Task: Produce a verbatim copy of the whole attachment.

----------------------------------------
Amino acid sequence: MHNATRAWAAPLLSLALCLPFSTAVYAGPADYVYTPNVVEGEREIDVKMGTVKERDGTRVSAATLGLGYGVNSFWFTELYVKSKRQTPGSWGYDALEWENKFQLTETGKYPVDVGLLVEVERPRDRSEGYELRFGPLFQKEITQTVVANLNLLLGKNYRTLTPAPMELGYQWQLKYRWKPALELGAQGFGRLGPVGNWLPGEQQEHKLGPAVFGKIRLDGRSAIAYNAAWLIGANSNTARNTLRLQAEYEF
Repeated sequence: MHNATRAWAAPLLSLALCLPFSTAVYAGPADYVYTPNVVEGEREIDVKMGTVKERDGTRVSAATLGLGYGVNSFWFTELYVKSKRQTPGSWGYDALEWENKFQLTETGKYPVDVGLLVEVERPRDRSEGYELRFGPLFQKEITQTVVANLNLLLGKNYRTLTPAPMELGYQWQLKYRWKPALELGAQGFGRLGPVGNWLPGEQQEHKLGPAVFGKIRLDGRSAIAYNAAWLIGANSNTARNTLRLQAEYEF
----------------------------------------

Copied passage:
Amino acid sequence: MHNATRAWAAPLLSLALCLPFSTAVYAGPADYVYTPNVVEGEREIDVKMGTVKERDGTRVSAATLGLGYGVNSFWFTELYVKSKRQTPGSWGYDALEWENKFQLTETGKYPVDVGLLVEVERPRDRSEGYELRFGPLFQKEITQTVVANLNLLLGKNYRTLTPAPMELGYQWQLKYRWKPALELGAQGFGRLGPVGNWLPGEQQEHKLGPAVFGKIRLDGRSAIAYNAAWLIGANSNTARNTLRLQAEYEF
Repeated sequence: MHNATRAWAAPLLSLALCLPFSTAVYAGPADYVYTPNVVEGEREIDVKMGTVKERDGTRVSAATLGLGYGVNSFWFTELYVKSKRQTPGSWGYDALEWENKFQLTETGKYPVDVGLLVEVERPRDRSEGYELRFGPLFQKEITQTVVANLNLLLGKNYRTLTPAPMELGYQWQLKYRWKPALELGAQGFGRLGPVGNWLPGEQQEHKLGPAVFGKIRLDGRSAIAYNAAWLIGANSNTARNTLRLQAEYEF